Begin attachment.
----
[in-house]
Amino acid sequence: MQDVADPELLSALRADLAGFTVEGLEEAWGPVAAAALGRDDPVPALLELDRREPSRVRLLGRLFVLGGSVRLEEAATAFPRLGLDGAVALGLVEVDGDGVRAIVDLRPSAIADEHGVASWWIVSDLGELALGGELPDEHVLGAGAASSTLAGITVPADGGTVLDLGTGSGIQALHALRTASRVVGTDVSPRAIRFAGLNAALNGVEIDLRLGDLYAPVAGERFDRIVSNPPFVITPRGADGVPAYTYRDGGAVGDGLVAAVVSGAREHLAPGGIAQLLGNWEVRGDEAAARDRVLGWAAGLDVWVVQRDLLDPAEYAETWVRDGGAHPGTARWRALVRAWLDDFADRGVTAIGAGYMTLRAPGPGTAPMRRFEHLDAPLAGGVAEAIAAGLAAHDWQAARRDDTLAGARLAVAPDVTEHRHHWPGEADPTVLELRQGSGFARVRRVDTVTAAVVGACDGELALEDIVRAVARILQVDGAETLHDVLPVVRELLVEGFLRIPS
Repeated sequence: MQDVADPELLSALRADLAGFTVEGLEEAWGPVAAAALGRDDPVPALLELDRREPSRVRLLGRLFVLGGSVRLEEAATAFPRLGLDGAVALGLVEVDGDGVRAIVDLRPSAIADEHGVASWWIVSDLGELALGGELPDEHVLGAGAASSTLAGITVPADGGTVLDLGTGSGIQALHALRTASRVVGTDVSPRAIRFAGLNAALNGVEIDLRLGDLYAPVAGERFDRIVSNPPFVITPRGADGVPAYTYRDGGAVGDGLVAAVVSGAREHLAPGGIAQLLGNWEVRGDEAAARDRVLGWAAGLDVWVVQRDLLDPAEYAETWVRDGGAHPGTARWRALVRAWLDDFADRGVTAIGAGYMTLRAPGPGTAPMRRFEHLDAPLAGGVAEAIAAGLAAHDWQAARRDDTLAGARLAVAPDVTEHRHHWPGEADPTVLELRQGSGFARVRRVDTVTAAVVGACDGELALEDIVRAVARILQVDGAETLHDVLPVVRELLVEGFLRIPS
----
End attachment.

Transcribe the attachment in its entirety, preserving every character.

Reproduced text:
[in-house]
Amino acid sequence: MQDVADPELLSALRADLAGFTVEGLEEAWGPVAAAALGRDDPVPALLELDRREPSRVRLLGRLFVLGGSVRLEEAATAFPRLGLDGAVALGLVEVDGDGVRAIVDLRPSAIADEHGVASWWIVSDLGELALGGELPDEHVLGAGAASSTLAGITVPADGGTVLDLGTGSGIQALHALRTASRVVGTDVSPRAIRFAGLNAALNGVEIDLRLGDLYAPVAGERFDRIVSNPPFVITPRGADGVPAYTYRDGGAVGDGLVAAVVSGAREHLAPGGIAQLLGNWEVRGDEAAARDRVLGWAAGLDVWVVQRDLLDPAEYAETWVRDGGAHPGTARWRALVRAWLDDFADRGVTAIGAGYMTLRAPGPGTAPMRRFEHLDAPLAGGVAEAIAAGLAAHDWQAARRDDTLAGARLAVAPDVTEHRHHWPGEADPTVLELRQGSGFARVRRVDTVTAAVVGACDGELALEDIVRAVARILQVDGAETLHDVLPVVRELLVEGFLRIPS
Repeated sequence: MQDVADPELLSALRADLAGFTVEGLEEAWGPVAAAALGRDDPVPALLELDRREPSRVRLLGRLFVLGGSVRLEEAATAFPRLGLDGAVALGLVEVDGDGVRAIVDLRPSAIADEHGVASWWIVSDLGELALGGELPDEHVLGAGAASSTLAGITVPADGGTVLDLGTGSGIQALHALRTASRVVGTDVSPRAIRFAGLNAALNGVEIDLRLGDLYAPVAGERFDRIVSNPPFVITPRGADGVPAYTYRDGGAVGDGLVAAVVSGAREHLAPGGIAQLLGNWEVRGDEAAARDRVLGWAAGLDVWVVQRDLLDPAEYAETWVRDGGAHPGTARWRALVRAWLDDFADRGVTAIGAGYMTLRAPGPGTAPMRRFEHLDAPLAGGVAEAIAAGLAAHDWQAARRDDTLAGARLAVAPDVTEHRHHWPGEADPTVLELRQGSGFARVRRVDTVTAAVVGACDGELALEDIVRAVARILQVDGAETLHDVLPVVRELLVEGFLRIPS